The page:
Sting Ray City was inadvertently created in the early 1900s when fishermen anchored in the calm waters of the North Sound to clean their fish and cast their unused bait overboard. These gentle giant stingrays who hunt by smell quickly discovered this new source of “fast food”. The water on the Sandbar ranges from 3-10 feet and regular visitors come to frolic with these magnificent creatures.

Some of the staff at the school arranged to rent a boat for about 25 of us to make the approximately 45 minute trip out to the sandbar. The waters of the Caribbean Sea were calm and beautiful and it was breathtaking to see literally hundreds of rays. It was initially somewhat terrifying to be surrounded by these huge stingrays which fearlessly glide around you but I eventually made my peace with them and even touched one.



From there we headed further across the sound to Rum Point which is on the opposite side of the bight to our little canal. We stopped for a swim and some snorkeling at Starfish Point where the sea bottom is littered with beautiful red starfish. The local kids entertained us by diving down and collecting the starfish from deeper waters.


We finished up the trip with a visit to Kaibo for curry fries and drinks and then partied our way back across the sound.


According to the statistics quoted by the Orality Network approximately 5.7 billion people in this world are oral learners; they are considered to have basic or below basic literacy skills. Others, although their literacy skills are not lacking, are oral preference communicators. These are defined as those who “learn or process information by spoken rather than literate means” and “prefer non-print forms of communication.” Please see:

The vast majority of western missions work and much of the training I saw carried out in SE Asia has been created and delivered to meet the needs of a literate audience. As a result much of the target audience is not able to connect with the material and fully grasp the message of the Gospel. People in oral societies are very relational – they share their lives with one another and communicate with one another in narratives, dialogues and dramas, proverbs, songs, chants, and poetry. Please see:

TWR has been involved in meeting the needs of oral learners through broadcasts over both radio and now the internet and have contributed to discussions on oral communications for many years. The International Orality Network was formed in 2005 as an extension of the Making Disciples of Oral Learners Working Group of the 2004 Lausanne Forum on World Evangelism. The network seeks to increase awareness of orality and oral preference learners and to build a network of churches, missions and individuals who are working with oral communicators. It is also a source of training, materials and strategies that utilize storying programs and art forms. One of the resources available is the Orality Journal which is an international and interdisciplinary online journal published twice a year to encourage discussion through research articles, book reviews and academic updates. Please see:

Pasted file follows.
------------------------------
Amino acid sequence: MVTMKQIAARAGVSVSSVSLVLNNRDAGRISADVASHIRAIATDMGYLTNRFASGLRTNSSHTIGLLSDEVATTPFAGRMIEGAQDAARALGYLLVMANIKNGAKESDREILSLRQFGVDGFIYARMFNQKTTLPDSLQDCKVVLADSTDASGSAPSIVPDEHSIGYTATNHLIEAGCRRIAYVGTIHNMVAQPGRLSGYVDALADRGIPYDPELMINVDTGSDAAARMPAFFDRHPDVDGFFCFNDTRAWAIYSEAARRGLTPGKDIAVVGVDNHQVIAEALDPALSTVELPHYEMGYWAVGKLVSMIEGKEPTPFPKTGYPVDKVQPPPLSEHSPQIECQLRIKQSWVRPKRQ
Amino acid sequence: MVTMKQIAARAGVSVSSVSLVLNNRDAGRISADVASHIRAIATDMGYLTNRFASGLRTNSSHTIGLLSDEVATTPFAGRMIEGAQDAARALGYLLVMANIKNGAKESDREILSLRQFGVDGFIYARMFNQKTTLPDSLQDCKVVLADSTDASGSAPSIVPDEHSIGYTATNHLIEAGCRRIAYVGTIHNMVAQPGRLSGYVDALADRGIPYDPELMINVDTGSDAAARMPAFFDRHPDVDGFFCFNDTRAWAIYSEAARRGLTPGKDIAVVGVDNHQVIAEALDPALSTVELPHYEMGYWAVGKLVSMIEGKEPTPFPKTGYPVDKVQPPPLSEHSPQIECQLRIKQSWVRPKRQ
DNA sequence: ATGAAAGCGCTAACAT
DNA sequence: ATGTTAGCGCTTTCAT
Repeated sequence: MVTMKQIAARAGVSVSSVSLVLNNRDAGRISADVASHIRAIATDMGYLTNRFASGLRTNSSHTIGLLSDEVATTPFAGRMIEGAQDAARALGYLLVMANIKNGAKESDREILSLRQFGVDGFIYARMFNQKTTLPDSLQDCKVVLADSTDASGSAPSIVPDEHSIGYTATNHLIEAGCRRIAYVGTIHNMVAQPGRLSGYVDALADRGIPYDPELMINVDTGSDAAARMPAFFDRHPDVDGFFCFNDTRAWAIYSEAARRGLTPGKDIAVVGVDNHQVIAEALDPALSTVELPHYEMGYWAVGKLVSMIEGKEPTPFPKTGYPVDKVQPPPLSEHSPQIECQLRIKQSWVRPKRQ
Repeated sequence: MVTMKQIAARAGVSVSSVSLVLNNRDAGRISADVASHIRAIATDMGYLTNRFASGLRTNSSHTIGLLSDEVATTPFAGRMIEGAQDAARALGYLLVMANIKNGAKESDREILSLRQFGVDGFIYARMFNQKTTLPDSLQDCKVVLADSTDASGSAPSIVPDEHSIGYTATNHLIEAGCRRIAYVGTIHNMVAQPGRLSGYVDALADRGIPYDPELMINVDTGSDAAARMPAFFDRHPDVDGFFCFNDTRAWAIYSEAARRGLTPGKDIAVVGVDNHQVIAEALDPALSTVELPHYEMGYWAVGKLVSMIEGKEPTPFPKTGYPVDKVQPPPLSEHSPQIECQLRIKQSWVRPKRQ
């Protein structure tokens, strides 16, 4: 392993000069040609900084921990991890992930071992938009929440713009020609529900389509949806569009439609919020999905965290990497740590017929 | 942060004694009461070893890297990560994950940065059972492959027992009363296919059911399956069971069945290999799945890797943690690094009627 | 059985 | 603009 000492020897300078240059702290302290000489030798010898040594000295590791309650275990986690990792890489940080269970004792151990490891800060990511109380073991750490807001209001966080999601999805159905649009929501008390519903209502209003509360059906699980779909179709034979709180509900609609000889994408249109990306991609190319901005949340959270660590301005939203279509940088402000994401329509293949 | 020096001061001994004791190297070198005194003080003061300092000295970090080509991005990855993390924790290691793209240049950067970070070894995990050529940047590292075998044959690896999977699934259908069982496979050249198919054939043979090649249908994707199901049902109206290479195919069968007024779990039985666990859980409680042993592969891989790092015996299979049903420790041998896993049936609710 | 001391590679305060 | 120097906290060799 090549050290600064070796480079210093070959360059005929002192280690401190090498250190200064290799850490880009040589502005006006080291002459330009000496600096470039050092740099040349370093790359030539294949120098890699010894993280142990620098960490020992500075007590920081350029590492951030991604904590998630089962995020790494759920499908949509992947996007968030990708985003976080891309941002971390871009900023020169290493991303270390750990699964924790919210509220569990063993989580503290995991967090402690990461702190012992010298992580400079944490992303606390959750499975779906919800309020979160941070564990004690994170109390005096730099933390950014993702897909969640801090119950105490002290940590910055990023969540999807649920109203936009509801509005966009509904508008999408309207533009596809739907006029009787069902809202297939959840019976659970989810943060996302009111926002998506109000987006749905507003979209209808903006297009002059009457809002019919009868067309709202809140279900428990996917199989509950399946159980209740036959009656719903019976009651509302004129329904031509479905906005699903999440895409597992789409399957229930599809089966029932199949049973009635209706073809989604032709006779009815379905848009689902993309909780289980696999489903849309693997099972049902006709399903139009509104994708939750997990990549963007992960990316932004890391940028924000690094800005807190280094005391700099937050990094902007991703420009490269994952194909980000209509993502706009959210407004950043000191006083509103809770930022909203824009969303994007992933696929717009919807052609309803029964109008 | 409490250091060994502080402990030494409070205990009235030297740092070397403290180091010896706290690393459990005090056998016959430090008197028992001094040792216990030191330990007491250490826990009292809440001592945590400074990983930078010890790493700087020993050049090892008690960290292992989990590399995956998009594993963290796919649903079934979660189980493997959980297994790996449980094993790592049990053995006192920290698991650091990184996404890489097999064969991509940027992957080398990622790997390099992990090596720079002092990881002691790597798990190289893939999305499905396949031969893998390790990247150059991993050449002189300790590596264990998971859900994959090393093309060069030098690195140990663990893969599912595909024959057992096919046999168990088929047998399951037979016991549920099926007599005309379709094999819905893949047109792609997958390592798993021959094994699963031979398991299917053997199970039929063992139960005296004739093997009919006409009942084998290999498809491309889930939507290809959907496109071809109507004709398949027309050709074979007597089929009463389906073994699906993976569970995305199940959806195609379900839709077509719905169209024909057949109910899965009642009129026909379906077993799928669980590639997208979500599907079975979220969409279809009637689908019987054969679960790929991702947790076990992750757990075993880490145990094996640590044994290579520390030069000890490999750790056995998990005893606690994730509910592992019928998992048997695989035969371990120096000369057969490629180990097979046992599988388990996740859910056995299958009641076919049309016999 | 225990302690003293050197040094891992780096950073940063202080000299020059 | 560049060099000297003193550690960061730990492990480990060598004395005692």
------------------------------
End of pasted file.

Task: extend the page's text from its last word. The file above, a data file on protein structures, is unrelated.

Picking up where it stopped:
The people of Cambodia are predominantly oral preference learners and the strategies of Community Health Education that we used in our project are specifically designed for oral learners. My colleague and mentor Dr Su Min Lim and I were recently asked to contribute an article for the Orality Journal which would document the use of the “Ten Seed Technique”. This is a particular participatory tool that we used to assist oral learners to talk about the problem of alcohol abuse in their community and the extent of the social and financial burden related to alcohol use. The article was published in this month’s Orality Journal. Please see:

The Ten Seed Technique with Village Leaders in Southeast Asia……. 49

Lim Su Min and Pam Wise

Two seasoned practitioners document a participatory method used
by an indigenous NGO to engage communities in addressing the
problem of alcoholism.






We have now been in our new home for just over two weeks and are feeling quite settled and comfortable. We marvel at God’s goodness every morning as we sip our coffee looking out over the canal outside our livingroom.


We love the place that we chose; it is everything that we hoped to find. Although we rented a place that was fully furnished and supposedly move in ready it has taken a considerable amount of effort to get it up to our standards. Fortunately, Steve is pretty handy with the tools and I am an experienced cleaner.




We have managed to get driver’s licences, car insurance, bank accounts, phones, internet and utilities established and figured out some of the unique aspects of living on a small island. And we have wheels!! Two sets, in fact.


There has even been time in there to get to know some of the others in the incoming cohort of twenty three new staff. As part of the orientation the staff were treated to an evening cruise on the sound and dinner at a restaurant in Kaibo. A couple of the returning staff who live down the street from us threw a great welcome potluck so we could hang out together on Saturday evening.